Obsession and Compulsive Disorders

Obsessive-compulsive disorder (OCD) is an anxiety disorder in which people who suffer from this condition have recurring unwanted thoughts or ideas (obsessions) that make them feel urged to do certain behaviour repetitively (compulsions). For individuals with Obsessive-compulsive disorder, it is impossible to ignore these obsessions as it would just lead to distress and anxiety where the ritualistic behaviour (compulsion) would release the stress. These obsessions and compulsions can affect one's quality of life as they are time-consuming and may interfere with one's ability to attend work, school or social activities and may lead to suicidal thoughts and behaviour.

What are the related symptoms?

Obsessive-compulsive disorder (OCD) usually involves obsessions and compulsions. Symptoms usually begin gradually and tend to vary in severity throughout life. The symptoms of OCD can affect daily life as these individuals spend a lot of their day dealing with their repetitive compulsions. OCD obsessions are repeated, persistent urges that cause distress or anxiety. They are often around themes such as:

  • Fear of contamination or dirt
  • Needing things orderly and symmetrical
  • Aggressive or horrific thoughts about harming yourself or others
  • Unwanted thoughts, including aggression, or sexual or religious subjects

In response to these obsessions, OCD compulsions are done to ease the anxiety they produce. These compulsions are repetitive behaviours that you feel driven to perform. Like obsessions, they typically have themes, such as:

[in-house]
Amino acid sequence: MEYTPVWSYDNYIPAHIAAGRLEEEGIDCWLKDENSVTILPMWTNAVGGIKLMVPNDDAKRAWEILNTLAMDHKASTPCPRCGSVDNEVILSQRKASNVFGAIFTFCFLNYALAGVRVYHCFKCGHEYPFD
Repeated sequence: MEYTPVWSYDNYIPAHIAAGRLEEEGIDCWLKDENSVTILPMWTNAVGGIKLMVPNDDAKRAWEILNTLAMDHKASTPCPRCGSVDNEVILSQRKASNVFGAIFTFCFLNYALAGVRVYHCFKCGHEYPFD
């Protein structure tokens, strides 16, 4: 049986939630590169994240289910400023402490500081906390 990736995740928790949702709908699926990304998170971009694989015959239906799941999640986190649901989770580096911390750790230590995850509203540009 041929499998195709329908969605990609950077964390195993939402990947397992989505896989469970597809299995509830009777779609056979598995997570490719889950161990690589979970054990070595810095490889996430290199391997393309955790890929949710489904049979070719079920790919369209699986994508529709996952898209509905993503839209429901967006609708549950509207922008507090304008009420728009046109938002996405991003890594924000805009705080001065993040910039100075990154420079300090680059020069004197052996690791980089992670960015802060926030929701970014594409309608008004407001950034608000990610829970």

• Washing and cleaning
  • Checking
  • Counting
  • Orderliness
  • Following a strict routine
  • Demanding reassurances

Completing the compulsion then may bring some relief to the stress, but only until the obsession returns and so the cycle repeats. While these rituals may seem irrational to others, those with obsessive-compulsive disorder (OCD) aren't aware of how irrational they are and also feel driven to do them when the obsession arises.

Other anxiety disorders that share similar features to OCD in that there are an obsession and possibly compulsion include:

  • Body dysmorphic disorder – the obsession or preoccupation with imagined ugliness
  • Hypochondriasis – the preoccupation with physical illness
  • Trichotillomania – the obsession with hair pulling
  • Excoriation – the preoccupation with skin picking
  • Binge eating disorder – the obsession with binging food

What can cause obsessive-compulsive disorder to develop?

While the cause of this disorder is unknown, it is believed to be linked to biology, genetics and environmental factors. Obsessive-compulsive disorder (OCD) is usually considered a lifelong disorder for which symptoms can range from mild to severe throughout life, getting worse as you experience more stress in life. In some cases, symptoms can be so severe and time-consuming that it becomes disabling.

What are the possible treatment options?

If you or someone you love seems to exhibit some of the above-mentioned symptoms, it may be useful to see Dr Chawane for a consultation. After an evaluation, your psychiatrist may be able to make a diagnosis of OCD and discuss the best treatment options for you to control obsessions and lead a fulfilling life.

Treatment may include certain anti-anxiety medications and therapy, one of which has been very effective for the treatment of the obsessive-compulsive disorder is cognitive behavioural therapy. By recreating situations that trigger obsessions, your psychiatrist or psychologist may help you cope with the anxiety and learn to manage them without engaging in ritualistic behaviour.